We Know it Took a Lot to Build an Olympic-sized Network, But Did Everything Go as Planned?

We Know it Took a Lot to Build an Olympic-sized Network, But Did Everything Go as Planned?

March 10

As you may recall, just as the Sochi Olympics began, we had a look at what it takes to build a communications network of Olympic proportions. With the Sochi Olympics over, we once again asked Avaya’s networking folks to give us their take on what ended up happening with the robust network solution they implemented for the short event.

Here are excerpts from an emailed response.

Recovery Zone: Did everything turn out with wireless networks like you had planned?

Avaya: Yes – we were delighted with the overall performance of the network. Avaya provided both the wired and Wi-Fi environments for the Sochi 2014 Olympic Winter Games to provide network connectivity services for the Olympic Family as well as the media. As the environment had been very well tested in advance, and due to previous Games experience, there wasn’t anything that was unexpected, despite the greenfield nature of the site, which meant the communications infrastructure was installed alongside brand new buildings, roads and services – and the fact that 40,000 unknown guest users all show up on day one of the event!

RZ: If you had any unexpected issues, were they easy or difficult to resolve?

Avaya: We are happy to report that throughout the entire duration of the event we did not experience any “severity 1 or severity 2” incidences – i.e those which may be caused by some kind of communications infrastructure issue or failure. It was a flawless performance from an IT perspective.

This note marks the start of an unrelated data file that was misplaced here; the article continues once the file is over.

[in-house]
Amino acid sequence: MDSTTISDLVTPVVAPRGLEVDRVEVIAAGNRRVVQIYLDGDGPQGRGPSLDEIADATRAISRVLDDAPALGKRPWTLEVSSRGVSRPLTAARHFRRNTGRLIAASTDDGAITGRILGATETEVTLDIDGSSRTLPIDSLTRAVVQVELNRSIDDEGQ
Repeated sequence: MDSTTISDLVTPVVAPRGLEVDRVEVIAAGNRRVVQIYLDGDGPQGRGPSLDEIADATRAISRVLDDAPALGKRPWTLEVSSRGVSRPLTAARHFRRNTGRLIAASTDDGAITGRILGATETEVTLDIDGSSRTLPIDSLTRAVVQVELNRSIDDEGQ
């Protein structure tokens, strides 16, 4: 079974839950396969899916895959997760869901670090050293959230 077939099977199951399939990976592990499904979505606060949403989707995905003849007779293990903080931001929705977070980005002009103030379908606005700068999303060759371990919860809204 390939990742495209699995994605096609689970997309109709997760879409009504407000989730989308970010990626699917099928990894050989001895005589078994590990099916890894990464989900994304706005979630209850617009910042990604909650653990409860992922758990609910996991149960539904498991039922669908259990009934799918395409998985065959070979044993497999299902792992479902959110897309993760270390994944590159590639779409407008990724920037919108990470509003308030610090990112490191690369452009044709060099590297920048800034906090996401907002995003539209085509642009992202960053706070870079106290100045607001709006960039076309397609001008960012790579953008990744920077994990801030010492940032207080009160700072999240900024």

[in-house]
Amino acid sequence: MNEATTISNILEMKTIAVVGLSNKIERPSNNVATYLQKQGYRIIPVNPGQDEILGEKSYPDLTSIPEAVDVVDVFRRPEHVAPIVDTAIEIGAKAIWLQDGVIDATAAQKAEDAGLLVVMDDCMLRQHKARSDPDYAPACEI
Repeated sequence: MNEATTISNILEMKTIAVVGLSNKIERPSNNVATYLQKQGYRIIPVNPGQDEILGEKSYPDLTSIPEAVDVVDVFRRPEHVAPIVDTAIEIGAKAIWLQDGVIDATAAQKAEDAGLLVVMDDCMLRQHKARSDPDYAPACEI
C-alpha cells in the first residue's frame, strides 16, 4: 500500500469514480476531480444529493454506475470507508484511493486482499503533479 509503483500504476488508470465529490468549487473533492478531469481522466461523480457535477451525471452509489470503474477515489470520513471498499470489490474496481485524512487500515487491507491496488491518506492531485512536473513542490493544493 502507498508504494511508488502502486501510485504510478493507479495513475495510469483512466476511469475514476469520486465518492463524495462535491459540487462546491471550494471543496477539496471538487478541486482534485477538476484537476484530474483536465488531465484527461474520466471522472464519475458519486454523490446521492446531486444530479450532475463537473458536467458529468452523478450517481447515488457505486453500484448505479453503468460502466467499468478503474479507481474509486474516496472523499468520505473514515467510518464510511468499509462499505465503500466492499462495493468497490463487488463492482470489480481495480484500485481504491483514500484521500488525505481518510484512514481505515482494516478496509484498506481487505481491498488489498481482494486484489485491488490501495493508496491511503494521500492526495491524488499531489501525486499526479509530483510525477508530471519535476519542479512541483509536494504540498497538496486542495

In terms of unexpected issues, the warm weather in Sochi made the threat of exposed fibers in the alpine venues a concern; however, each venue was architected with fiber diversity/redundancy with the ability for each venue to operate independently in the unlikely event of a dual fiber cut. And despite the traffic load we placed on the network – including 36 channels of HD IPTV running across the various Olympic venues – we had scaled the deployment to the extent that bandwidth concerns were not an issue.

RZ: Will Avaya manage the wireless infrastructure going forward or are there different plans? 

Avaya: Each Games requires a competitive bidding process, as effectively the franchise for running each Games is allocated to a new Organizing Committee in the host city.  We are already in discussions around the support we might be able to provide to the Olympic family for the next Winter Games in Pyeongchang, Korea in 2018.

RZ: What lessons will you take with you for the next time you have to do this?

Avaya: What we have learned through our experience with the Olympic Winter Games is the importance of testing. We simulated the complete Sochi network environment in our labs in Santa Clara, Calif. and pushed it to its limits to ensure that whatever was thrown at us from a capacity, number of devices perspective that we would be able to handle it – and handle it flawlessly.

With the Games being only 17 days long – and the majority of guests arriving the day of the Opening Ceremonies – there is little to no time to fine-tune the network. Simulating the environment and pre-testing is critical to success for an event such as this.

Sochi was also the first Games to deploy virtualised networks, with multiple separate virtual networks supporting different elements of Games activity running over the same physical infrastructure. This radically simplified the deployment for the Sochi Organizing Committee, and significantly reduced the costs and man hours required in network build out. The virtual fabric we deployed in Sochi is certainly something we would look to expand still further in Pyeongchang if we are selected to do so.

Photo Credit: Rune T via Compfight cc